What is a Red Ale?

What is a Red Ale?

05 Sep 2021

by Mick Wust

It was a pleasant surprise when I learned that not all beer is the same colour. Like many of us, I’d grown up in a world where yellow lager dominated the beer market and Homer Simpson drank yellow frothy beer. Discovering the spectrum of beer colours available was an adventure I threw myself into, and I quickly found that red beers were among my favourite. 

Some red ales are bright as blood orange marmalade while others are deep and brooding like a glass of Shiraz. Some are all about toffee malt flavours, while others will use their caramel notes to magnify hop characteristics. But all of these liquid rubies are worthy of your attention.

What makes it a red ale?

The answer’s as obvious as it sounds - if it’s an ale and it’s of a somewhat reddish colour, it’s a red ale.

Red ales get their delightful colour from the kinds of malt used in the brewing process. In our previous posts on pale ales and porters and stouts, we’ve talked about how malts can be roasted to be pale or dark, and how this affects the colour and flavour the malts give to beer. 

But there’s a whole spectrum of malt colours and flavours thanks to maltsters, the experts who malt and roast grain. As drinkers, we don’t need to understand Maillard reactions and melanoidins, but maltsters know how to choose the right grain and control every step of the process to produce the malts that make beer a treat for the eyes as well as the mouth. And of course, brewers do the work of using the right malts in the right beers.

Brewers have different ways of using malt to hit the hue they’re going for. There are some kinds of red malt that can be used as up to 100% of the malt in a beer recipe, but often darker and more intense malts are used in combination with paler malts to create those gorgeous colours we see in the glass.

What should I expect?

First things first - don't you dare ignore the visual beauty of these beers. Each one is a masterpiece, whether it’s a light amber, a deep copper, a dirty rust or a dark crimson. If you look carefully, you’ll usually notice that even the frothy head has taken on some of the red colour.

The best way to appreciate the hues in these beers is to hold them up to the light. See the light shine through the glass and it’ll transform your beer into a precious gemstone. Hopefully then you’ll get the full effect of why these beers are called red ales.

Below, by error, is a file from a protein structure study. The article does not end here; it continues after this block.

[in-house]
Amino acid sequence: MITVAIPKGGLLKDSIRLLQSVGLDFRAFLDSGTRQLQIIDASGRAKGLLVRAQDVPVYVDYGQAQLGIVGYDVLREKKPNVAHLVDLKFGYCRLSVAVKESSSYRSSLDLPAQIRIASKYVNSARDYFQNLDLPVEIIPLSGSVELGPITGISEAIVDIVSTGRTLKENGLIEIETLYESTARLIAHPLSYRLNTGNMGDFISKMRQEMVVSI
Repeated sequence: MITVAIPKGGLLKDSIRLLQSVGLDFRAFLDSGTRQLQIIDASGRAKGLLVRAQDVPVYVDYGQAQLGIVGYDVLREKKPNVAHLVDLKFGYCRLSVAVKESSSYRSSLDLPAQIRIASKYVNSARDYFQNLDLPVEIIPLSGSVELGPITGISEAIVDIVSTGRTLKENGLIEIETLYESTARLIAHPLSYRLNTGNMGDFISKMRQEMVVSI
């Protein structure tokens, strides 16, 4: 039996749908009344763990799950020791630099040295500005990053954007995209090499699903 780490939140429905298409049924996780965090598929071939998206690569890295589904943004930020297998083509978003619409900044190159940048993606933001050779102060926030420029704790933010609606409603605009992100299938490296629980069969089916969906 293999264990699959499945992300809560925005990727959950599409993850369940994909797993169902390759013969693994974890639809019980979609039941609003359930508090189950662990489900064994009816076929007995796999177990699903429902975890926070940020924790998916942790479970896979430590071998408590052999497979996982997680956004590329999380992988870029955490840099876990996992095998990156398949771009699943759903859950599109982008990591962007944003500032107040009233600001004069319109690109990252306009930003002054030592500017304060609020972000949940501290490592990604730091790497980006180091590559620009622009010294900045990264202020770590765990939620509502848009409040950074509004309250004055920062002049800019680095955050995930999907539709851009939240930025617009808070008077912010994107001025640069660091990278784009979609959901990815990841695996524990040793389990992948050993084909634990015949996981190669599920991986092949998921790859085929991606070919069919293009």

When it comes to aroma and flavour, the style of beer will affect how the malt presents itself to you.

If you’ve got an English or Irish style red ale, you’re in for an easy drinking beer designed to be downed by the pint. The caramel, toffee or toasted notes are the main flavours, but they’re on the palate for a good time, not a long time - don’t be surprised if the dry body of the beer whisks the flavours away and has you hankering for more.

If your beer is more in the hop-driven category - a red IPA, India red ale, hoppy red ale, or American red ale - then the red malt characteristics and bursting hop flavours are there to complement each other. The aromas and the flavours will both hit you hard, with the malt bringing a charge of caramel or toffee, fruitcake or cola, while the hops stand their ground with a wall of citrus or stonefruit, sticky pine or sweet berries.

If it’s a sour red ale you’ve got in your hands, be aware that while the malt will still carry its signature flavours, the acidity of this style will be at the forefront, whether it’s in the form of sour cherry or even winey notes.

What are some red ales I could try?

If you want the malts to shine, then try Hop & Clover’s Irish Red Ale - brewed by a real Irishman - to experience dry toffee with a slight smokiness. Or for caramel and dried fruit, your best bet is Frenchies’ Astrolabe - brewed by a real Frenchman.

To see malt and hops playing together, try Slick Rick's Rampaging Red Ale from Yulli’s - it combines five different malts with both Aussie and US hops to create complex harmony. Modus Operandi’s Former Tenant is one of the longest running red IPAs in Australia, and one taste will tell you why. Sunday Road’s Sunseeker is a lesson in balance, while Six Strings’ Double Dark Red IPA will blow your socks off.

If you’re after a red sour ale, Urban Alley’s Rubinstein will show you how an Aussie brewery uses Belgian yeast and American oak to give you a truly international experience.